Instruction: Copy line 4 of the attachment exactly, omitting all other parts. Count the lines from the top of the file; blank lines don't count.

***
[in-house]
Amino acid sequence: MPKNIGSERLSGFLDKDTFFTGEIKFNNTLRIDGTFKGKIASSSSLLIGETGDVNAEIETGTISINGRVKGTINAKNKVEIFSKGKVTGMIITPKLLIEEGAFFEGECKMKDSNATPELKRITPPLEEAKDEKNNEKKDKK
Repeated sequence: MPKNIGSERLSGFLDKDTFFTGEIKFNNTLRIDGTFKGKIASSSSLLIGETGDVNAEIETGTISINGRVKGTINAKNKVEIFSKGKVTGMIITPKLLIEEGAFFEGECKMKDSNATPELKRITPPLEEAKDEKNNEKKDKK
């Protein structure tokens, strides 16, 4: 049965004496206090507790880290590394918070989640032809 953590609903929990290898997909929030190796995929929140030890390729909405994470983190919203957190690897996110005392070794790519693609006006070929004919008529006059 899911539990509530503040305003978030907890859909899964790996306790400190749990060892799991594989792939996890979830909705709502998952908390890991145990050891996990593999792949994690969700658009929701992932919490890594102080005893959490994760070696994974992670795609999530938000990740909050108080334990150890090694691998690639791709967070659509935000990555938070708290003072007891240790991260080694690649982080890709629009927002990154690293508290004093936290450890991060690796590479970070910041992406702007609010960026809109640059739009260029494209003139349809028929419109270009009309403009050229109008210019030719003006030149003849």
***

């Protein structure tokens, strides 16, 4: 049965004496206090507790880290590394918070989640032809 953590609903929990290898997909929030190796995929929140030890390729909405994470983190919203957190690897996110005392070794790519693609006006070929004919008529006059 899911539990509530503040305003978030907890859909899964790996306790400190749990060892799991594989792939996890979830909705709502998952908390890991145990050891996990593999792949994690969700658009929701992932919490890594102080005893959490994760070696994974992670795609999530938000990740909050108080334990150890090694691998690639791709967070659509935000990555938070708290003072007891240790991260080694690649982080890709629009927002990154690293508290004093936290450890991060690796590479970070910041992406702007609010960026809109640059739009260029494209003139349809028929419109270009009309403009050229109008210019030719003006030149003849």